Statewide initiative offers Texans cost-saving clean air tips
High gas prices and the higher ozone levels that accompany scorching temperatures are causing a growing number of Texas drivers to think “green” this summer. That’s welcome news for organizers of the state’s “Drive Clean Across Texas” air quality campaign.
Officials at the Texas Department of Transportation (TxDOT) say it’s easier than many motorists realize to save money at the pump and help reduce air pollution at the same time. That’s why they’re kicking off the annual Drive Clean campaign by encouraging motorists to implement cost-saving, no-cost, and low-cost changes in their driving and vehicle maintenance behaviors to reduce harmful vehicle emissions. In some places in Texas, emissions from cars and trucks make up half of all the air pollution.
“For better gas mileage and cleaner air, we recommend that drivers change their air and fuel filters regularly, keep tires properly inflated, and get their vehicle serviced on schedule,” said Dianna Noble, TxDOT’s Environmental Affairs Division director. “A poorly maintained car or truck can release 10 times more pollution than one in top condition.”
Among other suggestions to “drive green” are to carpool, drive the speed limit, refuel in the evening, combine errands into a single trip, and avoid idling at drive-thrus. These simple steps not only can help eliminate tailpipe emissions, which create unhealthy air, but also will increase fuel efficiency in a car or truck.
For Texas drivers looking to replace their vehicle this year, a low-emission hybrid car or truck is a good way to drive clean. To reinforce this point, the campaign will give away a 2012 Ford Fusion Hybrid to one lucky Texan. The vehicle is being donated by the Dallas Cowboys Football Club.
Texas drivers ages 18 and up can enter to win the brand-new Ford Fusion Hybrid, and get more tips on helping improve air quality, at www.DriveCleanAcrossTexas.org. The deadline for entering the online sweepstakes is Monday, Sept. 26.
pollution, cut fuel costs
Every driver can contribute to clean air in Texas. Here are some simple suggestions from the Drive Clean Across Texas campaign:
1) Keep your vehicle in top shape. Proper and timely maintenance of your car or truck will conserve fuel and reduce emissions.
•Keep your car or truck engine well-maintained to lower exhaust emissions.
•Keep your tires properly inflated.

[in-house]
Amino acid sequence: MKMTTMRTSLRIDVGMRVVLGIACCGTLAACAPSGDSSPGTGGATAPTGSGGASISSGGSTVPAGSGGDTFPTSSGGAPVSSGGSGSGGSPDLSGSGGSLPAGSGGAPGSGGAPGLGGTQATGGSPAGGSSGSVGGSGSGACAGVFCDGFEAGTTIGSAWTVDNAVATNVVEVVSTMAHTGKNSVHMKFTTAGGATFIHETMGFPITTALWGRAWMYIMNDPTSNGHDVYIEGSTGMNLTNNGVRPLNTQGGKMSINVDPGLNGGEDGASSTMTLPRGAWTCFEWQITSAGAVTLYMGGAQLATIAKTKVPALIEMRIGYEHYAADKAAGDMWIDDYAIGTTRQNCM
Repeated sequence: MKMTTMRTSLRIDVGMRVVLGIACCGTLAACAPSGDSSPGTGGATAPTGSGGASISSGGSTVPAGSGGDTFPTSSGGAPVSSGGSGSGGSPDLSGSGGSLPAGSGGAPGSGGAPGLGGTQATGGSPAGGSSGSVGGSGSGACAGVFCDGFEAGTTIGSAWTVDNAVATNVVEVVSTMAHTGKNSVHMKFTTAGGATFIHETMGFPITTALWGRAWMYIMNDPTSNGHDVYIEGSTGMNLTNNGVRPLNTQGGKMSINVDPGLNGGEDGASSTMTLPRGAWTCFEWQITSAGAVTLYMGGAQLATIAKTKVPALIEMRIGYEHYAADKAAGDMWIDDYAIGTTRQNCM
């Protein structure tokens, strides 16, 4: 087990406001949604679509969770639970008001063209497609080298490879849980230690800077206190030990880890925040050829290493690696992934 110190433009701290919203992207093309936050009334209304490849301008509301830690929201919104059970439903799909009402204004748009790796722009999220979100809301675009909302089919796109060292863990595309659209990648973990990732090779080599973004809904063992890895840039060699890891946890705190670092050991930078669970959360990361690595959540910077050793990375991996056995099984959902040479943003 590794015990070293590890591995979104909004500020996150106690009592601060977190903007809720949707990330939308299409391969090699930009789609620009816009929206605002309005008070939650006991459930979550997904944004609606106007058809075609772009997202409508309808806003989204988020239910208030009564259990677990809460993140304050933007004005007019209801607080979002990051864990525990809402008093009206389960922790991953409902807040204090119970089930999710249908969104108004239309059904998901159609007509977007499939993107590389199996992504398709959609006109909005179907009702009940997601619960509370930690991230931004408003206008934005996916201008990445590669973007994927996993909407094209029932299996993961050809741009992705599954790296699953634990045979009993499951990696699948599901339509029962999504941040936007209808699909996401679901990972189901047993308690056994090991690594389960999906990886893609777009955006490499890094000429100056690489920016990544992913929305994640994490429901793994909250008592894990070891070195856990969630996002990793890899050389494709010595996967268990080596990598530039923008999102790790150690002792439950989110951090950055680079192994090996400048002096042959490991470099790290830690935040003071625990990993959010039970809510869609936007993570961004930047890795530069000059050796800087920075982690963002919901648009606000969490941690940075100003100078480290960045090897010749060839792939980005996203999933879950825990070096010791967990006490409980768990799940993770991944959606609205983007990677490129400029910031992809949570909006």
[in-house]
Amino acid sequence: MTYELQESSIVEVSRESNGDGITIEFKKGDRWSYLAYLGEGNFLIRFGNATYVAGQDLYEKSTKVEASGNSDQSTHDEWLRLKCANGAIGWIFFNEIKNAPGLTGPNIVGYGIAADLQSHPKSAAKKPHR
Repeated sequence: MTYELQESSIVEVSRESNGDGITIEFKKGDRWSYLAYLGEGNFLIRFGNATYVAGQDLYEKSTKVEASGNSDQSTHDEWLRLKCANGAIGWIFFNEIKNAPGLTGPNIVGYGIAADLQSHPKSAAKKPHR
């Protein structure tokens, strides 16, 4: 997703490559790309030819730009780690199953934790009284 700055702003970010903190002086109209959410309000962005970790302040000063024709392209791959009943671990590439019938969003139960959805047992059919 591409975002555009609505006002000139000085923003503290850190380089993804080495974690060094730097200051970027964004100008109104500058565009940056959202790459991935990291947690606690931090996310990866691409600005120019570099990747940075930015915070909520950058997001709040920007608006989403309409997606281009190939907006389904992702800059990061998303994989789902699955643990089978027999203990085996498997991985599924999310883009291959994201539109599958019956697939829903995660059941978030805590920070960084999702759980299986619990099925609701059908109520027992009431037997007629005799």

•Regularly change air and fuel filters and service air conditioning.
•Seal your gas cap tightly, refuel during late afternoon or evening, and don’t “top off” the tank.
•Lighten your load by removing roof racks and emptying your trunk of unnecessary weight.
2) Drive less. Reducing the number of vehicles on the road, especially during peak periods (rush hour), means less traffic and less exhaust.
•Combine your errands into only one trip.
•Carpool, vanpool, or ride public transit.
•Work an alternative/flex-time work schedule so you don’t have to drive in congestion.
•Become a telecommuter or start a telecommuting program.
•Take a bicycle or walk when at all possible; it is good for your health.
3) Buy a “cleaner” vehicle. Help make the air healthier for yourself and others by considering the purchase of a fuel-efficient or low-emission vehicle, such as a new, hybrid-electric car. For more information, visit www.fueleconomy.gov. Or, enter for a chance to win a new hybrid vehicle at www.DriveCleanAcrossTexas.org.
4) Drive the speed limit. At high speeds you’ll burn more fuel per mile driven, thus creating more harmful pollutants in the air. It is safer to drive the speed limit, too.
•Accelerate and decelerate slowly and smoothly.
•Anticipate stops and coast to a stop gradually.
5) Reduce idling. Idling wastes gas. In fact, turning off the car and starting it again uses less gas than idling for 30 seconds or more.
•Park and go inside rather than using the drive-thru at the bank or fast food restaurant.
•Anticipate delays and take an alternative route to avoid stop-and-go or stand-still traffic ... or travel earlier or later when congestion is less.
•After starting the engine, do not warm it up; modern engines do not need it.